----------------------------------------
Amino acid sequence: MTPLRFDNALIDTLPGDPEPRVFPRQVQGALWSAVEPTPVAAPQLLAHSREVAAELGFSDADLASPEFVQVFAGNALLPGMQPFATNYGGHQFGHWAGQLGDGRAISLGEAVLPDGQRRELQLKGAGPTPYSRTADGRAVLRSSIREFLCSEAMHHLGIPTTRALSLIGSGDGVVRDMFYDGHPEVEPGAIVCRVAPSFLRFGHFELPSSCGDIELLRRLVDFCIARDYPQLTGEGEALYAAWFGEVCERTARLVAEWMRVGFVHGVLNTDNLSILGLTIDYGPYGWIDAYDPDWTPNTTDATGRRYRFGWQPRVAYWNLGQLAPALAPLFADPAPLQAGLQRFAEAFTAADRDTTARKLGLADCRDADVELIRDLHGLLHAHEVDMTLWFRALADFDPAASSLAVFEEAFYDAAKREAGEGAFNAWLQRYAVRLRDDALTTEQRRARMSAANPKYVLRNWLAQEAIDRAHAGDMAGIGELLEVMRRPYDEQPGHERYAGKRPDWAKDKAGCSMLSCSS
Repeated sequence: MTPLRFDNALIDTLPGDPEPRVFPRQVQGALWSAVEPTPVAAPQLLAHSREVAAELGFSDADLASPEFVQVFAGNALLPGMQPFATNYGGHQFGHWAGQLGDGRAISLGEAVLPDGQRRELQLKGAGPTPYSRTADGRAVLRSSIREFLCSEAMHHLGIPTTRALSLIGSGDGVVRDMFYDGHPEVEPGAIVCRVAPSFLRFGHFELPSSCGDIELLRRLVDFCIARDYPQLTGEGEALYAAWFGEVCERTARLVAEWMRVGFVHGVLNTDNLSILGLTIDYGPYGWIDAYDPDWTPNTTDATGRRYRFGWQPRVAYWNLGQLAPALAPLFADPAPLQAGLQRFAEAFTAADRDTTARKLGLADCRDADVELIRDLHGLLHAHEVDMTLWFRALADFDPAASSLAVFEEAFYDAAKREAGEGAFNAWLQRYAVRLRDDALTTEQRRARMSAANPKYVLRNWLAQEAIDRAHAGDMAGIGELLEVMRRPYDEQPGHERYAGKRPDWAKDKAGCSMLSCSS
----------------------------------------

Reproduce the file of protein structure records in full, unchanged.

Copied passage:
Amino acid sequence: MTPLRFDNALIDTLPGDPEPRVFPRQVQGALWSAVEPTPVAAPQLLAHSREVAAELGFSDADLASPEFVQVFAGNALLPGMQPFATNYGGHQFGHWAGQLGDGRAISLGEAVLPDGQRRELQLKGAGPTPYSRTADGRAVLRSSIREFLCSEAMHHLGIPTTRALSLIGSGDGVVRDMFYDGHPEVEPGAIVCRVAPSFLRFGHFELPSSCGDIELLRRLVDFCIARDYPQLTGEGEALYAAWFGEVCERTARLVAEWMRVGFVHGVLNTDNLSILGLTIDYGPYGWIDAYDPDWTPNTTDATGRRYRFGWQPRVAYWNLGQLAPALAPLFADPAPLQAGLQRFAEAFTAADRDTTARKLGLADCRDADVELIRDLHGLLHAHEVDMTLWFRALADFDPAASSLAVFEEAFYDAAKREAGEGAFNAWLQRYAVRLRDDALTTEQRRARMSAANPKYVLRNWLAQEAIDRAHAGDMAGIGELLEVMRRPYDEQPGHERYAGKRPDWAKDKAGCSMLSCSS
Repeated sequence: MTPLRFDNALIDTLPGDPEPRVFPRQVQGALWSAVEPTPVAAPQLLAHSREVAAELGFSDADLASPEFVQVFAGNALLPGMQPFATNYGGHQFGHWAGQLGDGRAISLGEAVLPDGQRRELQLKGAGPTPYSRTADGRAVLRSSIREFLCSEAMHHLGIPTTRALSLIGSGDGVVRDMFYDGHPEVEPGAIVCRVAPSFLRFGHFELPSSCGDIELLRRLVDFCIARDYPQLTGEGEALYAAWFGEVCERTARLVAEWMRVGFVHGVLNTDNLSILGLTIDYGPYGWIDAYDPDWTPNTTDATGRRYRFGWQPRVAYWNLGQLAPALAPLFADPAPLQAGLQRFAEAFTAADRDTTARKLGLADCRDADVELIRDLHGLLHAHEVDMTLWFRALADFDPAASSLAVFEEAFYDAAKREAGEGAFNAWLQRYAVRLRDDALTTEQRRARMSAANPKYVLRNWLAQEAIDRAHAGDMAGIGELLEVMRRPYDEQPGHERYAGKRPDWAKDKAGCSMLSCSS